After a turbulent season, the Thunder now have the inside track to the West's final playoff spot.
Their MVP will miss roughly two-thirds of the season due to injury. Their defensive lynchpin is expected to miss the stretch run due to injury. A third starter and another key rotation player are both sidelined at the moment. Five other members of their opening night roster have been traded or released this season, requiring critical contributions from multiple newcomers. They also started their season 3-12 in a conference featuring 10 capable teams fighting for eight postseason spots.
Given all of that, what’s the best way to describe the Thunder’s position in the standings now, as they prepare for the final three weeks of the season? How about: “Sitting pretty.”
To be clear, the epic three-team race between the Thunder (41-30), Pelicans (37-33) and Suns (38-33) for the West’s final playoff spot isn’t over, but Oklahoma City moved firmly into the driver’s seat this weekend. A trio of wins over the Hawks, Heat and Lakers, coupled with the Pelicans’ losses to the Warriors and Clippers, moved the Thunder three games clear of the Suns and 3 1/2 games clear of the Pelicans for the No. 8 seed.
That’s still too tight for comfort, what with 11 games remaining on Oklahoma City’s schedule and so many missing bodies, but achieving any level of breathing room has been a tough task indeed.
A top-down look at the three teams’ winning percentages reveals both the massive early-season hole that Oklahoma City fell into when both Kevin Durant and Russell Westbrook were sidelined with injuries and the persistent closeness of the three challengers since mid-December.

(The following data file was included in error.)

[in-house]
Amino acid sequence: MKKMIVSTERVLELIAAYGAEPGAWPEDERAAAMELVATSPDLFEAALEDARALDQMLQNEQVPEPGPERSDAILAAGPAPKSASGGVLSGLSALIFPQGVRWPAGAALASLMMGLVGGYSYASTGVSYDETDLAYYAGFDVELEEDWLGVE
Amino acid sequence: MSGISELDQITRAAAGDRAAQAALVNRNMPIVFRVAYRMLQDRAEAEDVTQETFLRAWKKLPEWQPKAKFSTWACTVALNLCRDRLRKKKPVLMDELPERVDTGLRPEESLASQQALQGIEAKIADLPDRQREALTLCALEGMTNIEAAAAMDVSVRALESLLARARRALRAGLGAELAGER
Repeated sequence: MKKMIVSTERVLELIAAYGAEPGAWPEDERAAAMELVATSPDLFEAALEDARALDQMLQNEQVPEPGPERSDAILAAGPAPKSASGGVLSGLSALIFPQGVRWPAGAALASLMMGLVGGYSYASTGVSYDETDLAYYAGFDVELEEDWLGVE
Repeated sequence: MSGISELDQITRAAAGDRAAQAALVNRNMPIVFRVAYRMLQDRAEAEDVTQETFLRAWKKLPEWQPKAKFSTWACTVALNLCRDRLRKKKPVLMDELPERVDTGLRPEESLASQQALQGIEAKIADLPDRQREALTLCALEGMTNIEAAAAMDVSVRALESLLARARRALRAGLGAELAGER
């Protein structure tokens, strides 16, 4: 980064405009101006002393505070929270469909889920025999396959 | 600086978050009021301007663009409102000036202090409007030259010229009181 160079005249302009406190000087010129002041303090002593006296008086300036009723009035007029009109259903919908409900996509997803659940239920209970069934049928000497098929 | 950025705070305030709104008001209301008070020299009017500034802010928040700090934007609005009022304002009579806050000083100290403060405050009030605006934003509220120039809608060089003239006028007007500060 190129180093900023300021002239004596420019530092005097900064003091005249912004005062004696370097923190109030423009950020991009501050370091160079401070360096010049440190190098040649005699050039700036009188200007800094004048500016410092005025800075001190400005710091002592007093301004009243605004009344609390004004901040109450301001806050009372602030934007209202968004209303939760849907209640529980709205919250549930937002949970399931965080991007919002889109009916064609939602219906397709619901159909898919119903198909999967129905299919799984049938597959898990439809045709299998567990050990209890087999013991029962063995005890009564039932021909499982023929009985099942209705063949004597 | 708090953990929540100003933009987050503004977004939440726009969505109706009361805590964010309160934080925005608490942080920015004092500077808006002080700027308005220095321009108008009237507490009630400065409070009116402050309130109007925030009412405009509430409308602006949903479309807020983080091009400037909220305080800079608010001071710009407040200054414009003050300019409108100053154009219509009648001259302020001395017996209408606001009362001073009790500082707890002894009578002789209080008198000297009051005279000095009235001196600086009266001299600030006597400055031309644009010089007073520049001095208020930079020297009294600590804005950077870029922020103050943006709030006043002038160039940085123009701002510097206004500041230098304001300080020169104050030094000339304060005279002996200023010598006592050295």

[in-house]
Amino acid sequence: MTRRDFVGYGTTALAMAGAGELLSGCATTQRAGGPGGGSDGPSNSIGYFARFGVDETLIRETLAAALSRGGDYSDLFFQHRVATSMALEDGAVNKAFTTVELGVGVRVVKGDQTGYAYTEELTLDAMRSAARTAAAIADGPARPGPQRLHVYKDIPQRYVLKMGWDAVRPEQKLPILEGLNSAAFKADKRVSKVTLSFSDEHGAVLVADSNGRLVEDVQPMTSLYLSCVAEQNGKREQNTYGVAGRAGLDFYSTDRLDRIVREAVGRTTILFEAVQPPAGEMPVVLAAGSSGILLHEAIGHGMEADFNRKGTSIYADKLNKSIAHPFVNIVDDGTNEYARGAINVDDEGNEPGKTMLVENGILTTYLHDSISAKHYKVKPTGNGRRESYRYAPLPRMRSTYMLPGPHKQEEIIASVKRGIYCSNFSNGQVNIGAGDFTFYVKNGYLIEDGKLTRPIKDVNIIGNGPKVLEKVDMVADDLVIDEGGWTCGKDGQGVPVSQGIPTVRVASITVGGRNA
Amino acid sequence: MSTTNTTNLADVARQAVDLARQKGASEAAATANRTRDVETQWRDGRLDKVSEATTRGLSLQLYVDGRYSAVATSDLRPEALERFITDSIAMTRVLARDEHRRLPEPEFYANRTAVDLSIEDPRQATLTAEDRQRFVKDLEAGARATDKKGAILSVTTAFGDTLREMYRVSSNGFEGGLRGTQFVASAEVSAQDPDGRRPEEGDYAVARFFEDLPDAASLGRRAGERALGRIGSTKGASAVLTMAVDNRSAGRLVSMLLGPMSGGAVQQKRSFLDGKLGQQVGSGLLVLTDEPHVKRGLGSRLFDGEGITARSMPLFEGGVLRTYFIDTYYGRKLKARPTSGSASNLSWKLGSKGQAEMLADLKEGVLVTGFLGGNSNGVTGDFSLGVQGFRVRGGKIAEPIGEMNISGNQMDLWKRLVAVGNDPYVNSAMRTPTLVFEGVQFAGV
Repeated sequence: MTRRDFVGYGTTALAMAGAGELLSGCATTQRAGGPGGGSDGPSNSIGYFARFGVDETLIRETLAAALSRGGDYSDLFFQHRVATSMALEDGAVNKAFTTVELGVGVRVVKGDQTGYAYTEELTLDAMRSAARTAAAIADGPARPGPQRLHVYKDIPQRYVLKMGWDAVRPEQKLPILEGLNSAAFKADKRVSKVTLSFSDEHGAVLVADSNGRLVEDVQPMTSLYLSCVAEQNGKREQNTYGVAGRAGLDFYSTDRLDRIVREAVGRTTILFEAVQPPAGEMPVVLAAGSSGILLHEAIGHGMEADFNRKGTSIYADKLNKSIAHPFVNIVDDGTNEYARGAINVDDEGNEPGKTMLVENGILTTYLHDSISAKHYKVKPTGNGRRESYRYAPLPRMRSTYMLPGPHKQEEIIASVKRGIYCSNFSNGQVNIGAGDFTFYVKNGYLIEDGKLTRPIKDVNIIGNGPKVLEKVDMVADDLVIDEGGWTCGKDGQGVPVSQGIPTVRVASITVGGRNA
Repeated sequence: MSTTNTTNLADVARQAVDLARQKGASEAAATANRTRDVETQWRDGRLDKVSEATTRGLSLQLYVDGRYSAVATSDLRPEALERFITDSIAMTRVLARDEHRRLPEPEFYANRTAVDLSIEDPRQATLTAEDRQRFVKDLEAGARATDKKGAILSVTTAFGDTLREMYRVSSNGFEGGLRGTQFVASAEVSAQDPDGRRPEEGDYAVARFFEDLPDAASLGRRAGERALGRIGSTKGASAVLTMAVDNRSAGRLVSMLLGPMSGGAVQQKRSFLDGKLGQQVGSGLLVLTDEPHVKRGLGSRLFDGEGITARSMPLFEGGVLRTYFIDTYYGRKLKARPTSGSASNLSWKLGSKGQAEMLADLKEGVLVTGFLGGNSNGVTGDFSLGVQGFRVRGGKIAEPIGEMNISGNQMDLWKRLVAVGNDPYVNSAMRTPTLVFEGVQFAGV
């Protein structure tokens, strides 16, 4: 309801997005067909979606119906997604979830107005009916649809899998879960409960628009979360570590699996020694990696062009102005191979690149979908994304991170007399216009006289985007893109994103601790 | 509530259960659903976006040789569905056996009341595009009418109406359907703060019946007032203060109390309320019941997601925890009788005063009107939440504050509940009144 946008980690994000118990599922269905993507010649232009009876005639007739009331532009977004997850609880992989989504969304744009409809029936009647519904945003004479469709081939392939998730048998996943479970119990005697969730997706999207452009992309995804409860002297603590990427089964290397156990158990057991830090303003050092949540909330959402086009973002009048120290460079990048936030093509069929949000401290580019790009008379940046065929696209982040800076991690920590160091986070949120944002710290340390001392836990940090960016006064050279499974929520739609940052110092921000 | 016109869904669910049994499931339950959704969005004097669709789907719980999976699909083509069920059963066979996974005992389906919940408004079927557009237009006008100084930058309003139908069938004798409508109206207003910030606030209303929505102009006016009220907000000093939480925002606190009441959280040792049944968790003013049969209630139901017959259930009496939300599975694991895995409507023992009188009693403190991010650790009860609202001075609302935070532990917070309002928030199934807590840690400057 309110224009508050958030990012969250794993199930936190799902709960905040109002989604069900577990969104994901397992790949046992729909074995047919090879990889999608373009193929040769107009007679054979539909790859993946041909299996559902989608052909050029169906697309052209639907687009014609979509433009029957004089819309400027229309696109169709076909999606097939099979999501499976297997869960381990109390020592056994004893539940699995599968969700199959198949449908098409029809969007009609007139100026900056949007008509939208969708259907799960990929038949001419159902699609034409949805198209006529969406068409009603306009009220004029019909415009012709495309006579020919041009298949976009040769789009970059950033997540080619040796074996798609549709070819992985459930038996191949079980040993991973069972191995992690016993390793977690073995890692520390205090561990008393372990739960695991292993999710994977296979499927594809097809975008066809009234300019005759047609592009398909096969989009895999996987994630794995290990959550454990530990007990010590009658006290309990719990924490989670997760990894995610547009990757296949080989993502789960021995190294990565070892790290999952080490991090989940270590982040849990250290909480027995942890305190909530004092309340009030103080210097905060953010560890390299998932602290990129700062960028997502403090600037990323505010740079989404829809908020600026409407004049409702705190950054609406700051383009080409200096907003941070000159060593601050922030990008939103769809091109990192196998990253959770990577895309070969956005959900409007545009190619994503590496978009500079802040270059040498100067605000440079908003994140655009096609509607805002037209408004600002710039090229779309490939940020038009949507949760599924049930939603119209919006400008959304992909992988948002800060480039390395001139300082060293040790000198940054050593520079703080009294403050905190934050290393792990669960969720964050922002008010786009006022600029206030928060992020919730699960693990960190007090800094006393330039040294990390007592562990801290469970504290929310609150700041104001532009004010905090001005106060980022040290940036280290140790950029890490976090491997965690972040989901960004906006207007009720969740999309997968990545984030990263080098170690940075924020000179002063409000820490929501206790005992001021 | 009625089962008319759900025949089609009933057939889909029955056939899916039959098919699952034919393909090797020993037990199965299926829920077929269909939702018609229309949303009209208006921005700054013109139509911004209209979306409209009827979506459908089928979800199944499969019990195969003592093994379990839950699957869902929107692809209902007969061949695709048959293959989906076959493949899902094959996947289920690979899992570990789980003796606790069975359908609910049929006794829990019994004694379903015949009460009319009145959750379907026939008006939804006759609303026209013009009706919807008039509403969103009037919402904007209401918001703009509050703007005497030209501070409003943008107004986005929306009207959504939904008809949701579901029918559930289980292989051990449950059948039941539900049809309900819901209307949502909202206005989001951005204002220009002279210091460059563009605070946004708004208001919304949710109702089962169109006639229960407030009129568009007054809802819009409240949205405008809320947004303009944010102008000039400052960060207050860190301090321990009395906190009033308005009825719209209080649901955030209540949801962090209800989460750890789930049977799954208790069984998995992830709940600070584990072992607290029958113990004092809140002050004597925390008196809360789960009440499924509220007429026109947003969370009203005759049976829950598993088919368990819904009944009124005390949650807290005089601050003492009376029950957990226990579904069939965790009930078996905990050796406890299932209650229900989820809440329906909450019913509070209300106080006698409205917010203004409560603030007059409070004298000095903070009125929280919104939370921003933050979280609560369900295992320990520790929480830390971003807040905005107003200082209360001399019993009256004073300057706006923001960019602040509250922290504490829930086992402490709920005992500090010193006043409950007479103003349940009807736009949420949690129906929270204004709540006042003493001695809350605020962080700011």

If Oklahoma City does emerge from this group, it will come only after a nip-and-tuck slog that lasted for four solid months. The Thunder clearly aren’t alone with their midseason adversity here: the Suns blew up their roster at the trade deadline by trading away Goran Dragic, Isaiah Thomas and Miles Plumlee and lost Brandon Knight to an ankle injury, while the Pelicans have dealt with various injuries to Anthony Davis, Jrue Holiday, Tyreke Evans, Ryan Anderson and Eric Gordon.
(Mandatory gripe: all three teams would be at least the No. 6 seed and jogging care-free through all of this if they were in the East.)
Both popular projection models – ESPN.com’s and Basketball-Reference.com’s – now strongly favor the Thunder to secure the final playoff spot. The chart below compares the three teams by their season-long offensive rating, defensive rating, strength of schedule to date, and point differential (MOV). It also lists their playoff odds from both models, with Oklahoma City approaching 90 percent certainty according to both.
The snap take conclusion from glancing at the major indicators would be that Oklahoma City is in line for the No. 8 seed because it’s had better balance than its two competitors. That’s a little misleading, though, because there have been at least three major phases of the Thunder’s season: 1) Apocalypse (No Durant and Westbrook), 2) Normalcy (Durant and Westbrook are both back), and 3) Brave New World (Westbrook goes it alone without Durant after the break).